The invention:Adevice that provided the first direct evidence that the Sun runs on thermonuclear power and challenged existing models of the Sun. The people behind the invention: Raymond Davis, Jr. (1914- ), an American chemist John Norris Bahcall (1934- ), an American astrophysicist Missing Energy In 1871, Hermann von Helmholtz, the German physicist, anatomist, and physiologist, suggested that no ordinary chemical reaction could be responsible for the enormous energy output of the Sun. By the 1920’s, astrophysicists had realized that the energy radiated by the Sun must come from nuclear fusion, in which protons or nuclei combine to form larger nuclei and release energy.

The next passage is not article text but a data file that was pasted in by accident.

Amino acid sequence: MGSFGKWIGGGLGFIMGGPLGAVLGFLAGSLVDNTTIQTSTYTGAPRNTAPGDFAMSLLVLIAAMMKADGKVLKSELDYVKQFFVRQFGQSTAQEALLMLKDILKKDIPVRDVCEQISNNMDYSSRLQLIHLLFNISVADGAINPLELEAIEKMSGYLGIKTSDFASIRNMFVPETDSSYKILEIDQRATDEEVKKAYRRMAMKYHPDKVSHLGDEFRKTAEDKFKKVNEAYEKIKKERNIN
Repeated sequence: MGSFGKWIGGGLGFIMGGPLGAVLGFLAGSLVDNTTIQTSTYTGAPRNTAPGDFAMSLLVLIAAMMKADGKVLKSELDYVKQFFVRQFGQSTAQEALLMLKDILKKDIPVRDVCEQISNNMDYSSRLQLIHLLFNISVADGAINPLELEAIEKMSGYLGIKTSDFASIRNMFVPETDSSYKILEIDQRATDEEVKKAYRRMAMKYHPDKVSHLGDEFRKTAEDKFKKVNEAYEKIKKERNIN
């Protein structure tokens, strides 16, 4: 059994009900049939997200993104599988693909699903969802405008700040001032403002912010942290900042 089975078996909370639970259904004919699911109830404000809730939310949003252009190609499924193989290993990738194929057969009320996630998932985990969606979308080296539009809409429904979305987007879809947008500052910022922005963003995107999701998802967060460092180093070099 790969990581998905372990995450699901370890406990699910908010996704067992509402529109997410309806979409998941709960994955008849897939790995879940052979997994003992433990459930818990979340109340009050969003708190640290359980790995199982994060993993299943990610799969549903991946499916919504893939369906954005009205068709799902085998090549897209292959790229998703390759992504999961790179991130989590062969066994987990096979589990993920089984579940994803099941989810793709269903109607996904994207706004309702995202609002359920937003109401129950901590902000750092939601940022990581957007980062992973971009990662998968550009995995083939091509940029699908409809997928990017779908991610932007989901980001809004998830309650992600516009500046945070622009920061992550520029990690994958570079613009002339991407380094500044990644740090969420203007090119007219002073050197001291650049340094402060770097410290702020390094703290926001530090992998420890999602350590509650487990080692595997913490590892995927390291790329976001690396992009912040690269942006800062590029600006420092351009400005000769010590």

These reactions were assumed to be taking place deep in the interior of the Sun, in an immense thermonuclear furnace, where the pressures and temperatures were high enough to allow fusion to proceed. Conventional astronomical observations could record only the particles of light emitted by the much cooler outer layers of the Sun and could not provide evidence for the existence of a thermonuclear furnace in the interior. Then scientists realized that the neutrino might be used to prove that this huge furnace existed. Of all the particles released in the fusion process, only one type—the neutrino— interacts so infrequently with matter that it can pass through the Sun and reach the earth. These neutrinos provide a way to verify directly the hypothesis of thermonuclear energy generated in stars. The neutrino was “invented” in 1930 by the American physicist Wolfgang Pauli to account for the apparent missing energy in the beta decay, or emission of an electron, from radioactive nuclei. He proposed that an unseen nuclear particle, which he called a neutrino, was also emitted in beta decay, and that it carried off the “missing” energy. To balance the energy but not be observed in the decay process, Pauli’s hypothetical particle had to have no electrical charge, have little or no mass, and interact only very weakly with ordinary matter. Typical neutrinos would have to be able to pass through millions of miles of ordinary matter in order to reach the earth. Scientists’ detectors, and even the whole earth or Sun, were essentially transparent as far as Pauli’s neutrinos were concerned. Because the neutrino is so difficult to detect, it took more than twenty-five years to confirm its existence. In 1956, Clyde Cowan and Frederick Reines, both physicists at the Los Alamos National Laboratory, built the world’s largest scintillation counter, a device to detect the small flash of light given off when the neutrino strikes (“interacts” with) a certain substance in the apparatus. They placed this scintillation counter near the Savannah River Nuclear Reactor, which was producing about 1 trillion neutrinos every second. Although only one neutrino interaction was observed in their detector every twenty minutes, Cowan and Reines were able to confirm the existence of Pauli’s elusive particle. The task of detecting the solar neutrinos was even more formidable. If an apparatus similar to the Cowan and Reines detector were employed to search for the neutrinos from the Sun, only one interaction could be expected every few thousand years. Missing Neutrinos At about the same time that Cowan and Reines performed their experiment, another type of neutrino detector was under development by Raymond Davis, Jr., a chemist at the Brookhaven National Laboratory. Davis employed an idea, originally suggested in 1948 by the nuclear physicist Bruno Pontecorvo, that when a neutrino interacts with a chlorine-37 nucleus, it produces a nucleus of argon 37. Any argon so produced could then be extracted from large volumes of chlorine-rich liquid by passing helium gas through the liquid. Since argon 37 is radioactive, it is relatively easy to detect. Davis tested a version of this neutrino detector, containing about 3,785 liters of carbon tetrachloride liquid, near a nuclear reactor at the Brookhaven National Laboratory from 1954 to 1956. In the scientific paper describing his results, Davis suggested that this type of neutrino detector could be made large enough to permit detection of solar neutrinos.Although Davis’s first attempt to detect solar neutrinos from a limestone mine at Barberton, Ohio, failed, he continued his search with a much larger detector 1,478 meters underground in the Homestake Gold Mine in Lead, South Dakota. The cylindrical tank (6.1 meters in diameter, 16 meters long, and containing 378,540 liters of perchloroethylene) was surrounded by water to shield the detector from neutrons emitted by trace quantities of uranium and thorium in the walls of the mine. The experiment was conducted underground to shield it from cosmic radiation. To describe his results, Davis coined a new unit, the “solar neutrino unit” (SNU), with 1 SNU indicating the production of one atom of argon 37 every six days. Astrophysicist John Norris Bahcall, using the best available astronomical models of the nuclear reactions going on in the sun’s interior, as well as the physical properties of the neutrinos, had predicted a capture rate of 50 SNUs in 1963. The 1967 results from Davis’s detector, however, had an upper limit of only 3 SNUs.The main significance of the detection of solar neutrinos by Davis was the direct confirmation that thermonuclear fusion must be occurring at the center of the Sun. The low number of solar neutrinos Davis detected, however, has called into question some of the fundamental beliefs of astrophysics. As Bahcall explained: “We know more about the Sun than about any other star. . . . The Sun is also in what is believed to be the best-understood stage of stellar evolution. . . . If we are to have confidence in the many astronomical and cosmological applications of the theory of stellar evolution, it ought at least to give the right answers about the Sun.” Many solutions to the problem of the “missing” solar neutrinos have been proposed. Most of these solutions can be divided into two broad classes: those that challenge the model of the sun’s interior and those that challenge the understanding of the behavior of the neutrino. Since the number of neutrinos produced is very sensitive to the temperature of the sun’s interior, some astrophysicists have suggested that the true solar temperature may be lower than expected. Others suggest that the sun’s outer layer may absorb more neutrinos than expected. Some physicists, however, believe neutrinos may occur in several different forms, only one of which can be detected by the chlorine detectors.Davis’s discovery of the low number of neutrinos reaching Earth has focused years of attention on a better understanding of how the Sun generates its energy and how the neutrino behaves. New and more elaborate solar neutrino detectors have been built with the aim of understanding stars, including the Sun, as well as the physics and behavior of the elusive neutrino.